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Thanks for sharing the links about Mr. Behlen. I had never heard of him. While he apparently didn't construct anglo concertinas himself, it seems North American anglo concertina players owe him gratitude for the generous sharing of his knowledge of free reeds, which led to the beginning of construction of anglo concertinas on this continent by Harold Herrington in the 1990s. Unless some additional data is found, it looks like Mr. Herrington may indeed be the first to do it.

 

I still find it surprising that it took till the last decade of the 20th century for the manufacture of anglo concertinas to take root in North America. I'm certainly grateful this has happened in my lifetime and I'll bet we have not yet reached a peak in the number of excellent builders that take on this wonderful vocation of building fine concertinas both here and on other continents.

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I guess we've all forgotten about the Wheatstone Mayfair of the 1950s, that used Italian reeds...that would probably have been the earliest hybrid (I assume they were flat mounted like the modern hybrids). Richard Carlin posted on the Mayfair reeds earlier this year.

 

I met Stinson Behlen on several occasions, and I think his building was restricted to cajun-like accordions, one of which I saw in the late 1980s (nicely built). As was mentioned, he had a habit of calling all the instruments he sold as 'his' and 'made to his specifications'. I do not recall him ever actually making any sort of concertinas....but he imported some real cheapies from East Germany.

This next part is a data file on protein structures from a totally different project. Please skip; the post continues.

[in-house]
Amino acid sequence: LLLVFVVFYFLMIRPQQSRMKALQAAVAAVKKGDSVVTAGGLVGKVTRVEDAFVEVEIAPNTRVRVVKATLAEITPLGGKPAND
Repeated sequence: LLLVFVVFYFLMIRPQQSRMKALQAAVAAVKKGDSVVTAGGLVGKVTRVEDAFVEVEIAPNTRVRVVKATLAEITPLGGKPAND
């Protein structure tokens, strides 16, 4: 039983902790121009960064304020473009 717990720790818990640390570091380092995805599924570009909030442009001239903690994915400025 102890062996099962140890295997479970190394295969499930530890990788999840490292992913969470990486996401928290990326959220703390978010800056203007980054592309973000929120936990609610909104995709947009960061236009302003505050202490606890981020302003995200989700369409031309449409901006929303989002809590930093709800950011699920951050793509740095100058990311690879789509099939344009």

I bought an Italian Bastari anglo in about 1976; it had reed boxes like German concertinas, so I never thought of it as a hybrid. However, Ken Coles once found a used one with flat-mounted hybrid reeds (see http://www.concertina.net/kc_bastari.html); not sure when that one was built, but it would count as a hybrid for sure. I've never seen the innards of a Bastari English....if it was flat mounted, then it counts as and early hybrid too. I first saw one of those in 1976. I still like the sound of those Bastari English systems, regardless of their wheeziness.

Edited by Dan Worrall

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I bought an Italian Bastari anglo in about 1976; it had reed boxes like German concertinas, so I never thought of it as a hybrid. However, Ken Coles once found a used one with flat-mounted hybrid reeds (see http://www.concertina.net/kc_bastari.html); not sure when that one was built, but it would count as a hybrid for sure.

 

Yes, it's sitting here and I really should give it the going-over I planned to! Geo Salley (shipcmo) had a lot of experience with Bastaris years ago; he might recall what kind of construction he saw and when.

 

Ken

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What about Stinson Behlen... All anglos, I think.

I've just dug up Stinson's letter to Neil Wayne from Concertina Newsletter No.9 (Dec 1972). He writes of 30K and 48K English systems ($100 and $250 inc post to UK). Of anglos, he says...

 

I have in stock some New Anglo-20-Key Concertinas, these are not popular here.... Your price only £21 Postpaid. Limited supply, not my line but very fine quality. Delivery soon as possible.

 

and what about Anton Wolfe, from Wisconsin, more of a bandoneon type maker, but still a concertina maker ... he made his first concertina in 1951.

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While not exactly an American builder, I think we owe a debt of thanks to Oliver Heatwole, who negotiated with Bastari to make English concertinas, which were distributed under the Heatwole name in the US... and I think eventually also in the UK. I believe these were the first hybrids, in the contemporary sense.